Legendary producer Samuel Goldwyn once said “If you want to send a message, try Western Union.”
Obviously, the saying had little impact for Stanley Kramer, king of the message movies, who would have turned 100 on September 29th of this year.
Kramer was a maverick producer and director whose drive to control his own destiny and get his message movies made dictated a desire to be independent, free of studio control.
And so the left-leaning filmmaker tackled such subjects as racism, nuclear war, religious issues, the Holocaust, and the effects of war on those who served with a degree of autonomy that was rare in Hollywood during his times.
Born in the tough Hell’s Kitchen section of Manhattan to Jewish parents—his mother worked for Paramount Pictures—Kramer planned on a law career upon graduating from New York University, but decided to move to Hollywood when he got a job offer in the writing department of 20th Century Fox. A series of odd studio and moviemaking jobs followed until he was drafted into the Army where he served in the Signal Corps, capturing WWII on film with Frank Capra, Anatole Litvak and Russ Meyer.
Post-war, Kramer found it difficult to get studio work. Out of necessity, he, along with some cohorts including writer Carl Foreman, started Screen Plays, Inc., an independent production company.
The company’s first project—a comedy called So This is New York, with humorist Henry Morgan and Rudy Vallee—didn’t register at the box-office, although the subsequent Champion, helmed by Mark Robson with Kirk Douglas as a tough and unscrupulous fighter, scored with audiences and critics. The company also produced 1949’s Home of the Brave, also directed by Robson. This adaptation of Arthur Laurents’ play switched its subject matter about anti-Semitism in the Army to a tale about racism against a black soldier. It garnered controversy and fine notices.
Marlon Brando made his film debut in Kramer’s 1950 production of The Men, essaying the role of a young lieutenant left paraplegic after being shot in Europe during WWII. The treatment of the character’s long road to recovery and acceptance of his condition made for a powerful picture. Wrote the New York Times Bosley Crowther: “Stern in its intimations of the terrible consequences of war, this film is a haunting and affecting, as well as a rewarding, drama to have at this time.”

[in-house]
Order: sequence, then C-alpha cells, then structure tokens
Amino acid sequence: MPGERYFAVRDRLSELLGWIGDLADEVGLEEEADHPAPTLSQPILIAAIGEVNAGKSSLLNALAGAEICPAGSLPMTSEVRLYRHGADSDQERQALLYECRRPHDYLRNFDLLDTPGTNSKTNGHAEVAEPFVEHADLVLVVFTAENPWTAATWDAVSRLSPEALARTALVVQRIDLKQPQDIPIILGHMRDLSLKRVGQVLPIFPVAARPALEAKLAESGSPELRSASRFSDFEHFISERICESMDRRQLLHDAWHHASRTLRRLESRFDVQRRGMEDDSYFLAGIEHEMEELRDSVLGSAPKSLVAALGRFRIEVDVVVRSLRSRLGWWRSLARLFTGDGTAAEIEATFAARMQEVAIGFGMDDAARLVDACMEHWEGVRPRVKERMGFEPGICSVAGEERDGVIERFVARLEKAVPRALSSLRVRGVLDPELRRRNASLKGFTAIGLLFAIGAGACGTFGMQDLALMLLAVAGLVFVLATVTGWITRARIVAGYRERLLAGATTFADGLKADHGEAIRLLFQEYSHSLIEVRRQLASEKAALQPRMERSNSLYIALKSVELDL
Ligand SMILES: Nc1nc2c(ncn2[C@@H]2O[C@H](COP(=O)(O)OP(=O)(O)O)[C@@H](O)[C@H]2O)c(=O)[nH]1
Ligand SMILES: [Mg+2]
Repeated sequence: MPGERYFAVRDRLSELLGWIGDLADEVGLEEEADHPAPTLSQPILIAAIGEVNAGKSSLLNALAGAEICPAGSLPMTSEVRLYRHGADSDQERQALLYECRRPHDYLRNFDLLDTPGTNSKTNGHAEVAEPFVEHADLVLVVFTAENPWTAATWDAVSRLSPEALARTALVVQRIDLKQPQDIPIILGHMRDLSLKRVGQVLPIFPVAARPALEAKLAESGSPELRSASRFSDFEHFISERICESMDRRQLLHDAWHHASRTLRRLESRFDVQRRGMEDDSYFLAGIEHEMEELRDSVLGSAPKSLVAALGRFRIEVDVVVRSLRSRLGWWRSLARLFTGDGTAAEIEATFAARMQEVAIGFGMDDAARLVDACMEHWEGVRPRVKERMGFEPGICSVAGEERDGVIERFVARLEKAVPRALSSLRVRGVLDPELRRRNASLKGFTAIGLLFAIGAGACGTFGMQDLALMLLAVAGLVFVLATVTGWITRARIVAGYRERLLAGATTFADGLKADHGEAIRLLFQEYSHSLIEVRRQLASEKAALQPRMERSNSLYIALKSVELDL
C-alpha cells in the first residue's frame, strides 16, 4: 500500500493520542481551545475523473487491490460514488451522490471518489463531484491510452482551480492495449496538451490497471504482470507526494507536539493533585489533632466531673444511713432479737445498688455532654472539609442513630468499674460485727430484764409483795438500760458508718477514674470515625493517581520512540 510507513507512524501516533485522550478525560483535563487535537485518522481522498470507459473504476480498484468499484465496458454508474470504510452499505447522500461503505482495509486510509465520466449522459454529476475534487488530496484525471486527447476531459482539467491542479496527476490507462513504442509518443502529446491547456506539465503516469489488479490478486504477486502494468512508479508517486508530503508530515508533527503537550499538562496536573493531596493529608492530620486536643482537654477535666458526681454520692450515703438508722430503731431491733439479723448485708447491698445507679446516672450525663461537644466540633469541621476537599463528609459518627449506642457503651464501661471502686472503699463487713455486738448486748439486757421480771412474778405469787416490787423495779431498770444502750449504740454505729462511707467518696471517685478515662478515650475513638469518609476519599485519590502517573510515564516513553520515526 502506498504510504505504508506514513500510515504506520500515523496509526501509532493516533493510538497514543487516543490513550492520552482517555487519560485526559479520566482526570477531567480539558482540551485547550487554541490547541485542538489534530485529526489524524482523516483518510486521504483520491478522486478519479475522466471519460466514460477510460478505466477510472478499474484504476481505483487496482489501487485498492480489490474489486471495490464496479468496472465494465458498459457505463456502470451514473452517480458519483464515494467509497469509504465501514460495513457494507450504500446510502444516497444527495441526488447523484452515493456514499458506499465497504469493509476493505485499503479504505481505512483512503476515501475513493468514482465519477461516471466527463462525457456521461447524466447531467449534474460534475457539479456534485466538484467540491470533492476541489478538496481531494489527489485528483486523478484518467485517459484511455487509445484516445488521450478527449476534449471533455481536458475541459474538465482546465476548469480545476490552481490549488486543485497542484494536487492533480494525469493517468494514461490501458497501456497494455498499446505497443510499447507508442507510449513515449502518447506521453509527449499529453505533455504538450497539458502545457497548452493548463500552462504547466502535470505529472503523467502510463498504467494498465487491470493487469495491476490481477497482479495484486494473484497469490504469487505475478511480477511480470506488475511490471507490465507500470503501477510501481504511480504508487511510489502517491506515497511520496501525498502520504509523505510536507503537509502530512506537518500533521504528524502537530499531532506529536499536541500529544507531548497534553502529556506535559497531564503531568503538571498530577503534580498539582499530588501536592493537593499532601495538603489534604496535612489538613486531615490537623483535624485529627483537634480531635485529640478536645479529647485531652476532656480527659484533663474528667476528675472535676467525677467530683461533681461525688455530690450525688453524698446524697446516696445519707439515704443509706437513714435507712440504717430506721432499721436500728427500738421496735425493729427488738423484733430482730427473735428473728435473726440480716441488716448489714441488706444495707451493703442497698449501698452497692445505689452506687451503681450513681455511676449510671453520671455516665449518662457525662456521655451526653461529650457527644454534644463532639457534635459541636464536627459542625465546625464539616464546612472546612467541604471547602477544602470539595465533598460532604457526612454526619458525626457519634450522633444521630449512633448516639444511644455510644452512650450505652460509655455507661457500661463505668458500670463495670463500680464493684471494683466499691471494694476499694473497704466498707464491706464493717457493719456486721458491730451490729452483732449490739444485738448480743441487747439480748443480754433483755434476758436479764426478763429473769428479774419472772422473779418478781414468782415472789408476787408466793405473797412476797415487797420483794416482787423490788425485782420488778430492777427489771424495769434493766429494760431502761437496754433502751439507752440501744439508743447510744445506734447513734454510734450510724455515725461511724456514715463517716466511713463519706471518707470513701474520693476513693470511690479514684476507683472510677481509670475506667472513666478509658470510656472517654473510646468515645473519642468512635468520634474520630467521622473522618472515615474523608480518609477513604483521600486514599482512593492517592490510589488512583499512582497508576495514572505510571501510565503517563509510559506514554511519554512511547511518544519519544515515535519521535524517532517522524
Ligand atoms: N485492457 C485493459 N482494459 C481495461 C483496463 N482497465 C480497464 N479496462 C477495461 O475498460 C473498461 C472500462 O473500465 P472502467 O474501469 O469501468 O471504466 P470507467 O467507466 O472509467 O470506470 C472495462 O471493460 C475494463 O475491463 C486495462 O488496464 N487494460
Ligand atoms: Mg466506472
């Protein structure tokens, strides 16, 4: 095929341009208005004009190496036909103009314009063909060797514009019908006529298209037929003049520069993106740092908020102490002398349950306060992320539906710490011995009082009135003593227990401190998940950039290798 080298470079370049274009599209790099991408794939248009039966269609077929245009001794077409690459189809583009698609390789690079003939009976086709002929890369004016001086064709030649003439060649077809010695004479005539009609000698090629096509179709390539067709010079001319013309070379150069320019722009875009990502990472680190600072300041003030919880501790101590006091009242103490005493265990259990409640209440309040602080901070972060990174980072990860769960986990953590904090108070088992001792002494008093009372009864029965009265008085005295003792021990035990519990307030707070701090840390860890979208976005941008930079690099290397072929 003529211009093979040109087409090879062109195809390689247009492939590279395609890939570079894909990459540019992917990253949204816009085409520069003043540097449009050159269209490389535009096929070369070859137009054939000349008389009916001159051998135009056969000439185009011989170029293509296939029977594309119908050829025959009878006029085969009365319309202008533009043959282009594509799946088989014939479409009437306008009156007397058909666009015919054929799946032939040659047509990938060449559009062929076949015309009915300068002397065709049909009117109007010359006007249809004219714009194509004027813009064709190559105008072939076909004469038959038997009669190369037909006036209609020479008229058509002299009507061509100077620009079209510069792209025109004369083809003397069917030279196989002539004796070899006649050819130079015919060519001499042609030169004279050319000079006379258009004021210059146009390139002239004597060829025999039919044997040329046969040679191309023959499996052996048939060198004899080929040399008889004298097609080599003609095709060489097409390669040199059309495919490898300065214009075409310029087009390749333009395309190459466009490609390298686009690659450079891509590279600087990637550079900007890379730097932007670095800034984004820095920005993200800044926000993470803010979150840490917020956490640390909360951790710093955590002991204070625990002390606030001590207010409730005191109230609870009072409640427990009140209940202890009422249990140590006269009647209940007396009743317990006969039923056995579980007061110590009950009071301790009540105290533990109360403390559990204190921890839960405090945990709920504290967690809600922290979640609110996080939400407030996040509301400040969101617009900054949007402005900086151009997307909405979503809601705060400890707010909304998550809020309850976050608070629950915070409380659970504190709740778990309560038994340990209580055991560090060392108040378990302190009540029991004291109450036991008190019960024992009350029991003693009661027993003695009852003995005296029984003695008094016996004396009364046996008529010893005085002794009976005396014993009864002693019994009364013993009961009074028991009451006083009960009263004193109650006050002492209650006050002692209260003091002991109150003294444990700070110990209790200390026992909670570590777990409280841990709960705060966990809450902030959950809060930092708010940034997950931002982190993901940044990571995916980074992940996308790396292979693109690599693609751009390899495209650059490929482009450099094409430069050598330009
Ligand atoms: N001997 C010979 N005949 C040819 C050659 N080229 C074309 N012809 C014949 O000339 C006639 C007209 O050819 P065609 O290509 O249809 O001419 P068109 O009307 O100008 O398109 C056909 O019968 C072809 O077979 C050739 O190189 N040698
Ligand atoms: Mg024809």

Also in 1950, Kramer oversaw production on Cyrano de Bergerac, based on Edmond Rostand’s saga, starring an Oscar-winning Jose Ferrer as the poet/swordsman/romantic with the big shnoz.
Fred Zinnemann, the veteran Austrian filmmaker who made The Men, was recruited for 1952’s Kramer’s production of High Noon, the intense, real-time western scripted by Foreman. Gary Cooper was cast as the western marshal forced to face off solo against a gang of killers who terrorize the town he lives in with new bride Grace Kelly.
The film captured four Academy Awards, including a Best Actor Oscar for its star. Meanwhile, Kramer and Foreman, outspoken liberals, were both called in front of the House Un-American Activities to be grilled about their political beliefs. Kramer came out clean, but when Foreman, a former member of the Communist party, elected not to name names, he and Kramer parted ways.
Foreman soon relocated to England, where he would script such films as The Bridge on the River Kwai and The Guns of Navarone. Kramer landed at Columbia Pictures, where he set up his producing unit under the dictatorship of Harry Cohn.
Meanwhile, High Noon won favor with audiences and most critics, but divided conservatives: Ronald Reagan and Dwight Eisenhower liked it very much. John Wayne later called it “the most un-American thing I’ve ever seen in my life,” although he accepted fellow conservative Gary Cooper’s Academy Award for him at the annual ceremony when “Coop” was unable to make it.
At Columbia, Kramer signed to produce 20 films over a five year period. In quick succession, he delivered Death of a Salesman (1952), adapted from Arthur Miller’s revered play, with Fredric March as Willy Loman; The Member of the Wedding (1952), Zinnemann’s rendering of the Carson McCullers novel showcasing Julie Harris; The Juggler (1953), a stark drama with Kirk Douglas as a Holocaust survivor; The Wild One (1953), showcasing Marlon Brando as a rebellious, leather-clad motorcycle gang leader; The 5,000 Fingers of Dr. T (1953), an elaborate children’s fantasy based on a Dr. Seuss story; and The Caine Mutiny (1954), an adaptation of Herman Wouk’s saga of a naval court-martial, with Humphrey Bogart, Van Johnson and Jose Ferrer.
But what he really wanted to do was direct. Kramer launched his own helming career in 1954 with Not as a Stranger, a 1954 medical drama starring Robert Mitchum, Olivia de Havilland and Frank Sinatra. “Old Blue Eyes” was also recruited to join Cary Grant, Sophia Loren, and a large cannon in Kramer’s Napoleonic era adventure The Pride and the Passion (1957).